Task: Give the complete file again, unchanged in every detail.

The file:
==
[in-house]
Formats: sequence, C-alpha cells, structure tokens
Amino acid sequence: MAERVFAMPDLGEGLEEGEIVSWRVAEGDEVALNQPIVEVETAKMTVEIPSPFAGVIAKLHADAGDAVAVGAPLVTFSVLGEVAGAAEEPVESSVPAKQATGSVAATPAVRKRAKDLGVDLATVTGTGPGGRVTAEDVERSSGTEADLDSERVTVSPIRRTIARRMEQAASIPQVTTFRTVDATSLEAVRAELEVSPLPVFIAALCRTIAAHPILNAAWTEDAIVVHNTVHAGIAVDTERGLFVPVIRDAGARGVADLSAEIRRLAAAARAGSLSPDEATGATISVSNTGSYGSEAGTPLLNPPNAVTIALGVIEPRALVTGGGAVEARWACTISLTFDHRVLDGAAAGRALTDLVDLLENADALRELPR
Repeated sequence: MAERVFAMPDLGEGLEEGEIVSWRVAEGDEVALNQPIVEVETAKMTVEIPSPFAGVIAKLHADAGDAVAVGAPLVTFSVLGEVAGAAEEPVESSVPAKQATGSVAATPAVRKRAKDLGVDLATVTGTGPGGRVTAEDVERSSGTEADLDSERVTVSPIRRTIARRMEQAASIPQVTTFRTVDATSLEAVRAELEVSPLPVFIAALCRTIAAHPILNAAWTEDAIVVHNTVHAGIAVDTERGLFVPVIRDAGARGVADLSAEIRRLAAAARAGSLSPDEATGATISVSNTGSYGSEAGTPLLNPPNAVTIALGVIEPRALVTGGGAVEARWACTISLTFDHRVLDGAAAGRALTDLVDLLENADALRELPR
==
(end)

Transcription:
[in-house]
Formats: sequence, C-alpha cells, structure tokens
Amino acid sequence: MAERVFAMPDLGEGLEEGEIVSWRVAEGDEVALNQPIVEVETAKMTVEIPSPFAGVIAKLHADAGDAVAVGAPLVTFSVLGEVAGAAEEPVESSVPAKQATGSVAATPAVRKRAKDLGVDLATVTGTGPGGRVTAEDVERSSGTEADLDSERVTVSPIRRTIARRMEQAASIPQVTTFRTVDATSLEAVRAELEVSPLPVFIAALCRTIAAHPILNAAWTEDAIVVHNTVHAGIAVDTERGLFVPVIRDAGARGVADLSAEIRRLAAAARAGSLSPDEATGATISVSNTGSYGSEAGTPLLNPPNAVTIALGVIEPRALVTGGGAVEARWACTISLTFDHRVLDGAAAGRALTDLVDLLENADALRELPR
Repeated sequence: MAERVFAMPDLGEGLEEGEIVSWRVAEGDEVALNQPIVEVETAKMTVEIPSPFAGVIAKLHADAGDAVAVGAPLVTFSVLGEVAGAAEEPVESSVPAKQATGSVAATPAVRKRAKDLGVDLATVTGTGPGGRVTAEDVERSSGTEADLDSERVTVSPIRRTIARRMEQAASIPQVTTFRTVDATSLEAVRAELEVSPLPVFIAALCRTIAAHPILNAAWTEDAIVVHNTVHAGIAVDTERGLFVPVIRDAGARGVADLSAEIRRLAAAARAGSLSPDEATGATISVSNTGSYGSEAGTPLLNPPNAVTIALGVIEPRALVTGGGAVEARWACTISLTFDHRVLDGAAAGRALTDLVDLLENADALRELPR